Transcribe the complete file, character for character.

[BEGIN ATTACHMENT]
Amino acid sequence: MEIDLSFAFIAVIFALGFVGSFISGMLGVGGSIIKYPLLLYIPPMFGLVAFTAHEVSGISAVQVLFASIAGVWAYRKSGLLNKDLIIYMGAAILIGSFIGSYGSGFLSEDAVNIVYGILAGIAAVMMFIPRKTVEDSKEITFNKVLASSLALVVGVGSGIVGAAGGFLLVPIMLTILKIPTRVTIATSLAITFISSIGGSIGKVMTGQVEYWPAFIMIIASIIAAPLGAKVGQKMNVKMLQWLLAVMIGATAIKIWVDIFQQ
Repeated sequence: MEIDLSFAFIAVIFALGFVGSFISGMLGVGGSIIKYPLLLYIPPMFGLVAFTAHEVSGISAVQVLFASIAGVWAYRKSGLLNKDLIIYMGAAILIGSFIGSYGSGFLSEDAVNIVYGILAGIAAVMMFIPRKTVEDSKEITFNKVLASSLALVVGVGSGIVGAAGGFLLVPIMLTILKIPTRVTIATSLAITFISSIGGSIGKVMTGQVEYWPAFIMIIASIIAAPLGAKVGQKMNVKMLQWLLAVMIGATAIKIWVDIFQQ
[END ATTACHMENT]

Amino acid sequence: MEIDLSFAFIAVIFALGFVGSFISGMLGVGGSIIKYPLLLYIPPMFGLVAFTAHEVSGISAVQVLFASIAGVWAYRKSGLLNKDLIIYMGAAILIGSFIGSYGSGFLSEDAVNIVYGILAGIAAVMMFIPRKTVEDSKEITFNKVLASSLALVVGVGSGIVGAAGGFLLVPIMLTILKIPTRVTIATSLAITFISSIGGSIGKVMTGQVEYWPAFIMIIASIIAAPLGAKVGQKMNVKMLQWLLAVMIGATAIKIWVDIFQQ
Repeated sequence: MEIDLSFAFIAVIFALGFVGSFISGMLGVGGSIIKYPLLLYIPPMFGLVAFTAHEVSGISAVQVLFASIAGVWAYRKSGLLNKDLIIYMGAAILIGSFIGSYGSGFLSEDAVNIVYGILAGIAAVMMFIPRKTVEDSKEITFNKVLASSLALVVGVGSGIVGAAGGFLLVPIMLTILKIPTRVTIATSLAITFISSIGGSIGKVMTGQVEYWPAFIMIIASIIAAPLGAKVGQKMNVKMLQWLLAVMIGATAIKIWVDIFQQ